Court of Appeals corrects lower court interpretation of statute allowing schools to ignore seniority rules
In Farr v. St. Johns Public Schools, the Court of Appeals reversed the lower court's dismissal of three non-union teachers. The teachers were employed in a District that was covered under a Collective Bargaining Agreement, pursuant to which teachers could only be terminated after taking into account seniority. Although they weren't members of the union, the three plaintiffs in the lawsuit argued that the CBA applied to them and made it a violation of law to terminate their employment rather than terminating a less-senior teacher.
The trial judge read the terms of the new law adopted by Republicans in 2011. Under that law, School Districts were required to lay off teachers based on "performance, accomplishments and contributions, and specialized training...[rather than] length of service" at the expiration of the school's CBA. Since these three affected teachers were not members of the union, the judge concluded that the school district was within its rights in dumping them without waiting for the expiration of the CBA. The higher court disagreed. It pointed out that the statute, by its operative language, gave the school district the right to terminate "without considering length of service," only after the CBA expired--regardless of whether any particular teacher was covered by the CBA as a union member.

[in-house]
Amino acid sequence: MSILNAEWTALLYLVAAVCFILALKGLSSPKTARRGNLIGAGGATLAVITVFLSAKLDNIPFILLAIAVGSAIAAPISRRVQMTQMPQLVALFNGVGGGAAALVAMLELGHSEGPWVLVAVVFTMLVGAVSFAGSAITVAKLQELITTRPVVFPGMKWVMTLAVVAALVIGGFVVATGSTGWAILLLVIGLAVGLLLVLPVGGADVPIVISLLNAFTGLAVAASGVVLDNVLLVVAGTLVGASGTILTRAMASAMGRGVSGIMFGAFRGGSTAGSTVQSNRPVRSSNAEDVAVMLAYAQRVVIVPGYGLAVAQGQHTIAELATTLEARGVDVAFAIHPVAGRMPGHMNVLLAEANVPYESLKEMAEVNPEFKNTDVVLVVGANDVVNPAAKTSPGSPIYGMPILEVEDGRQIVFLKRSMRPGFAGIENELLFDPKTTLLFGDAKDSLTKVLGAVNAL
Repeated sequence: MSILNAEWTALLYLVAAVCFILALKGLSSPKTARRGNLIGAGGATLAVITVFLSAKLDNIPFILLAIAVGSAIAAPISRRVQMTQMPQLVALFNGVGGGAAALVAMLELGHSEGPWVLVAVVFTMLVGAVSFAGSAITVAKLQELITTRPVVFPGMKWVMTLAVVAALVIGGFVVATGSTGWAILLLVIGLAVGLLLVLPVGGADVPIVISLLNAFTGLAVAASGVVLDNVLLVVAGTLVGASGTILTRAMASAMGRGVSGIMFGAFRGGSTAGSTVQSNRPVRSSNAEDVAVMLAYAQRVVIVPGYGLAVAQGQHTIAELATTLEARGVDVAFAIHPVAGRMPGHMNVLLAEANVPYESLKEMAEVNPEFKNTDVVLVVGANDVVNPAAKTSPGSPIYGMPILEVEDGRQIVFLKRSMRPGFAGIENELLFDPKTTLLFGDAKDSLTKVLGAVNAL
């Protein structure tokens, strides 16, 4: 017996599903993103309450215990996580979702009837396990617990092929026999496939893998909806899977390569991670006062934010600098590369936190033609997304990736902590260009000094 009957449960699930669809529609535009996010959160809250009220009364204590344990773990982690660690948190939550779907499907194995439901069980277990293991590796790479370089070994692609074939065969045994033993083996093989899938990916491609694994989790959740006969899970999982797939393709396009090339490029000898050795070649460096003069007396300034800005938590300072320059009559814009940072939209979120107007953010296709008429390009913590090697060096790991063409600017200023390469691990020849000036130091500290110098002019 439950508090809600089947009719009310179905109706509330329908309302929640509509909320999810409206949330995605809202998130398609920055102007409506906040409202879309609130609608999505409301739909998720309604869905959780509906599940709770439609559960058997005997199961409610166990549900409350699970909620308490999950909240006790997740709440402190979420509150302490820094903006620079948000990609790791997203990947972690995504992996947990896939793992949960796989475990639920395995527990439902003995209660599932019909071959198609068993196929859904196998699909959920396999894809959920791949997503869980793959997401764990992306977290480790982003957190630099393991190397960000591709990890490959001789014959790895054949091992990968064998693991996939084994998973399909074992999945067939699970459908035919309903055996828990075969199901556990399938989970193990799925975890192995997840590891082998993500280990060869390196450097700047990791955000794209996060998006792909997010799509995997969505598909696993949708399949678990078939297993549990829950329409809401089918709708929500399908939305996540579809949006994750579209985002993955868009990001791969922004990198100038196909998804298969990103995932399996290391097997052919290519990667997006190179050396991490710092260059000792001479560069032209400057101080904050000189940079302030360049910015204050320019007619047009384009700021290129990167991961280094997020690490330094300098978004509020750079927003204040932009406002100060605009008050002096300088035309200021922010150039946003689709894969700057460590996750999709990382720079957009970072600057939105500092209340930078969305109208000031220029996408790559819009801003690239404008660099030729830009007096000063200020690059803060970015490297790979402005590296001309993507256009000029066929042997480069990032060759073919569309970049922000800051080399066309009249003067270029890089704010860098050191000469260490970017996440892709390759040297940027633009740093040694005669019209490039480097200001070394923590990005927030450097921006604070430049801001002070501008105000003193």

Perhaps these plaintiffs now recognize that "paying their dues" might have been a worthy endeavor, after all. But I doubt it.